It’s often said that the easiest way to get people to buy an electric vehicle is to let them test-drive one. But here in the US, EVs only accounted for 3 percent of the 15 million new vehicles sold in 2021. That means there are an awful lot of misconceptions out there when it comes to these newfangled machines.
The top concern is probably range anxiety, a fear that is usually dispelled as someone gets used to waking up to a full battery every morning. I won’t dwell on that today, but the next-most common point of confusion about EVs has to be the traction battery’s longevity, or potential lack thereof.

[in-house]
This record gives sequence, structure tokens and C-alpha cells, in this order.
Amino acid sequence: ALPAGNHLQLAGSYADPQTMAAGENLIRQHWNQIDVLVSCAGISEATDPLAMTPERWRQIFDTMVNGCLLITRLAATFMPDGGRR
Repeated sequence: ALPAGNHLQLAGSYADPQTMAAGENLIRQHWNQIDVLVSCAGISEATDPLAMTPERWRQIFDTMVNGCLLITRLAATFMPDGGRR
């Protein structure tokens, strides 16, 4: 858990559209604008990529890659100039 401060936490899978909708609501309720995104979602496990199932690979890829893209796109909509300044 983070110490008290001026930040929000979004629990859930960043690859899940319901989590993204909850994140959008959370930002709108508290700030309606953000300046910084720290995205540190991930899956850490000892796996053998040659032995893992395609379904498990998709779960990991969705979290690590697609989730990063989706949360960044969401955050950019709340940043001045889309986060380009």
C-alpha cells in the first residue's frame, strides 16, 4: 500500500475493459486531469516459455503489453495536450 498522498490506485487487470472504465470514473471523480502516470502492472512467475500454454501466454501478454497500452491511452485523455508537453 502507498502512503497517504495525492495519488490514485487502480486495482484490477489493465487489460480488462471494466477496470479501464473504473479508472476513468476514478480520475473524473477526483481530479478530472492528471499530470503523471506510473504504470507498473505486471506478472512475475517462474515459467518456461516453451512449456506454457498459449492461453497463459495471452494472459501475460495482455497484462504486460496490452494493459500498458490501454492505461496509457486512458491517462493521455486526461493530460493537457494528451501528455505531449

It’s an understandable concern; many of us are used to using consumer electronic devices powered by rechargable batteries that develop what’s known as “memory.” The effect is caused by repeatedly charging a cell before it has been fully depleted, resulting in the cell “forgetting” that it can deplete itself further. The lithium-ion cells used by EVs aren’t really affected by the memory effect, but they can degrade storage capacity if subjected to too many fast charges or if their thermal management isn’t taken seriously.